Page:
I stalked her Instagram account for weeks in preparation for her deposition.
I was hired to represent a local company where the plaintiff, a former TV personality and “Instafamous” social media influencer, was seeking damages for injuries associated with a highly publicized car accident.
The woman seemed perfect. She was in her early 40s but looked ten years younger. She’d post photos of herself in swimsuits and her body was flawless. She had a handsome husband and three beautiful boys and their home looked like something out of MTV Cribs. They went on exotic vacations. This woman was highly educated with a Ph.D. in history. She’d written two books and one was on the New York Times best seller list. She seemed popular- her Instastories featured photos with herself and friends and she seemed to get tons of likes and comments on every post. This lady was also “supermom”- photographing herself sitting along the sidelines of her sons’ soccer games and knitting them scarves in the winter.
I was intimidated at the idea of meeting her in person and then interrogating her.
All the intimidation went away ten minutes after we sat down.
She was emotionally unstable and her body physically shook the entire time. Admitted she and her husband were separated and the oldest of her kids was dabbling in drugs. The youngest was being treated for a personality disorder. The Plaintiff was addicted to prescription drugs and hadn’t spoken to her father in fifteen years over something petty. She bounced around from friend to friend because she couldn’t maintain friendships. Her beautiful house? It was in foreclosure.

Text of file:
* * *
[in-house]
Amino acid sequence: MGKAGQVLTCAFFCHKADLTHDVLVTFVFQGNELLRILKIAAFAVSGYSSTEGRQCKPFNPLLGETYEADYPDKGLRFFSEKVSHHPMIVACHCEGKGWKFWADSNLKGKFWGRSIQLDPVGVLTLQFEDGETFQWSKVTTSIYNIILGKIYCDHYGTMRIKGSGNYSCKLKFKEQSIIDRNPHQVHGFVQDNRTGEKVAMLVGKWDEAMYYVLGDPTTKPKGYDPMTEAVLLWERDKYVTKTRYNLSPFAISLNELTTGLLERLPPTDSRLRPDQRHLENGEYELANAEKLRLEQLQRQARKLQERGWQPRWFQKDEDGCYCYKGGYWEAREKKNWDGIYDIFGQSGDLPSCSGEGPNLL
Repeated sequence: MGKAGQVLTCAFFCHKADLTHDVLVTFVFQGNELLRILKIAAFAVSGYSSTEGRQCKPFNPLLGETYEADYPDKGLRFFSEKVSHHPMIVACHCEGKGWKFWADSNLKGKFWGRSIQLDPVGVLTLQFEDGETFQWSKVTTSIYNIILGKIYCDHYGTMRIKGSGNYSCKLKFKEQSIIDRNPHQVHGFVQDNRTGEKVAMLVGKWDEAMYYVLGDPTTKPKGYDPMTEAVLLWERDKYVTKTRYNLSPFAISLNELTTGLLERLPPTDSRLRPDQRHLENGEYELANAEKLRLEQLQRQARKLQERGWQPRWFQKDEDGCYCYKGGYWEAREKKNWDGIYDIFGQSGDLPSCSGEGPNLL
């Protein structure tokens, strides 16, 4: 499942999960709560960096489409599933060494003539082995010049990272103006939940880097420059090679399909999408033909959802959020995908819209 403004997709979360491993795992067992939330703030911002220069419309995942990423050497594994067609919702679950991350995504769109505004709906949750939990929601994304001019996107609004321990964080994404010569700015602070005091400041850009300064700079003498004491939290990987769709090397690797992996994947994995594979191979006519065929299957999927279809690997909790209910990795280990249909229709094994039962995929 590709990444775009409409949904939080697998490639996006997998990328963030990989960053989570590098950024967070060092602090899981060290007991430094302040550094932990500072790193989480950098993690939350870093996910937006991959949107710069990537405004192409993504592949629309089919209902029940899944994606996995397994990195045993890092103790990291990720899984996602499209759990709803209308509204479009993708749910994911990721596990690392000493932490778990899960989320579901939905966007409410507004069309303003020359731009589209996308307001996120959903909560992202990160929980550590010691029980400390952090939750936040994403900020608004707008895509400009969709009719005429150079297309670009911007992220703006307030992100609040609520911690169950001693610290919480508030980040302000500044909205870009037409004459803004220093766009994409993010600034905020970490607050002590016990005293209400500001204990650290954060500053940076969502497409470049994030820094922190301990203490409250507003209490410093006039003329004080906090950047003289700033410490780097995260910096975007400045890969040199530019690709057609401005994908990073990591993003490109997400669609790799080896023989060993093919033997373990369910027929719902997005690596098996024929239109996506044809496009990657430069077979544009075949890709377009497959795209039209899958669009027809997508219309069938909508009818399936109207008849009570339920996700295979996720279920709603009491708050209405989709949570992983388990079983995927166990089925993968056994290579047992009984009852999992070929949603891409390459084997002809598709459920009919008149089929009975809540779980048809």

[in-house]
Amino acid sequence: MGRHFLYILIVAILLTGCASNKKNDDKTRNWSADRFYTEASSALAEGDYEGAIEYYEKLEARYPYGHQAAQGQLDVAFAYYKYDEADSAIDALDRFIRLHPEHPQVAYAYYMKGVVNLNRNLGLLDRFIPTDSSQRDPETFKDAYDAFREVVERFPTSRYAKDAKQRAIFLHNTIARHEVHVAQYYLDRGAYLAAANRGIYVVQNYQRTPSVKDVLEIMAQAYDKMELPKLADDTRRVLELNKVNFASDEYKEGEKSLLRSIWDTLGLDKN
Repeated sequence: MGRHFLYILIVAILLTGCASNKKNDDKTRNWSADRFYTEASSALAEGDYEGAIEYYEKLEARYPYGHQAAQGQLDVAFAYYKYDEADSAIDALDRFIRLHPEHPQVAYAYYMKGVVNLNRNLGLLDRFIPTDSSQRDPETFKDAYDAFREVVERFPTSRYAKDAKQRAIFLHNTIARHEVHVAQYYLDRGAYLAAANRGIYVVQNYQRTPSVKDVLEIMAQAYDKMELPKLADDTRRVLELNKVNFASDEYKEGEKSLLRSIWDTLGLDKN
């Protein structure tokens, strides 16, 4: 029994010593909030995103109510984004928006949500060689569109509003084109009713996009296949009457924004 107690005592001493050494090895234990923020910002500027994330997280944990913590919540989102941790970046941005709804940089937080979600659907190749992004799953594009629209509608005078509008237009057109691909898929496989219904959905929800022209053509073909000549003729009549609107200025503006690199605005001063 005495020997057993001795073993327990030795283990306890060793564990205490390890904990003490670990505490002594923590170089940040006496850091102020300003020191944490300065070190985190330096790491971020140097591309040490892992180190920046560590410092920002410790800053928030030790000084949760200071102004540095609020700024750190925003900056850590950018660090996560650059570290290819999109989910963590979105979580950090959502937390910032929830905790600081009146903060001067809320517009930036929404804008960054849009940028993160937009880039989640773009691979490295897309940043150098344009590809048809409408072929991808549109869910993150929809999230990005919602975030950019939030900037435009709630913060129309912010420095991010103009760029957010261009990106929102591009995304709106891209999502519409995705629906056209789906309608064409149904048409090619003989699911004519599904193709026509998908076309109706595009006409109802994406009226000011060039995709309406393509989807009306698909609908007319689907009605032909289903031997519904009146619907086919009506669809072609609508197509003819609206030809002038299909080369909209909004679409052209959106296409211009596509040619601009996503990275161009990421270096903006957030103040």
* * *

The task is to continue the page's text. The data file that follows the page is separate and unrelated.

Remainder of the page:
Notably, and the most tragic, was she truly believed she was unworthy of being loved by others.
Meeting her made me sad. Not only for all the pain and emptiness in her life, but about the large number of women (including myself) who felt like they weren’t enough after observing her fake life on the Internet and then comparing it it to their own realities.
Barbara Walters once said celebrities never intimidated her because she learned very early in her career that most of them are insecure. In other words, many of the people our society most admires are sometimes the most tortured.
The Internet is one of the greatest and most dangerous resources. It can make us feel connected but lonely.
It can make us feel like we aren’t enough when we aren’t armed with all the facts.
Use it sparingly and with caution.
And when you feel like you are “less-than,” remember:
You are enough.
Your family is enough.
Your house is enough.
Your vacations are enough.
Your weekends spent at the community park with your kids and spouse? That’s enough.
Your dinner excursions to a fast food joint instead of a highfalutin restaurant? Enough!
Your clothes from a discounted retail chain? They are enough.
Giving yourself home manicures instead of going to a salon? It’s enough.
Your ten-year old car that has brakes that loudly squeak when you’re driving around the corner but it’s paid off? Enough.
Having three close friends instead of fifty acquaintances? Enough!
You are enough.
You can be an introvert or an extrovert. It’s enough. You can have roots or be freshly highlighted. It’s enough. Your shoes can be discount or designer. Both are enough. You can stay home this summer instead of going on an expensive vacation you can’t afford and that will surely be enough. Your house that “needs” all those updates? It still has a roof and so it’s enough. You can spend the weekend away with your family without inviting ten other couples to come along. They are enough.
You are enough.
Don’t believe what you see on the Internet. Don’t make assumptions about peoples’ lives based on running into them at the grocery store or at t-ball practice.
Don’t let other people trigger you into thinking you aren’t enough.
Because you are.
You are so enough.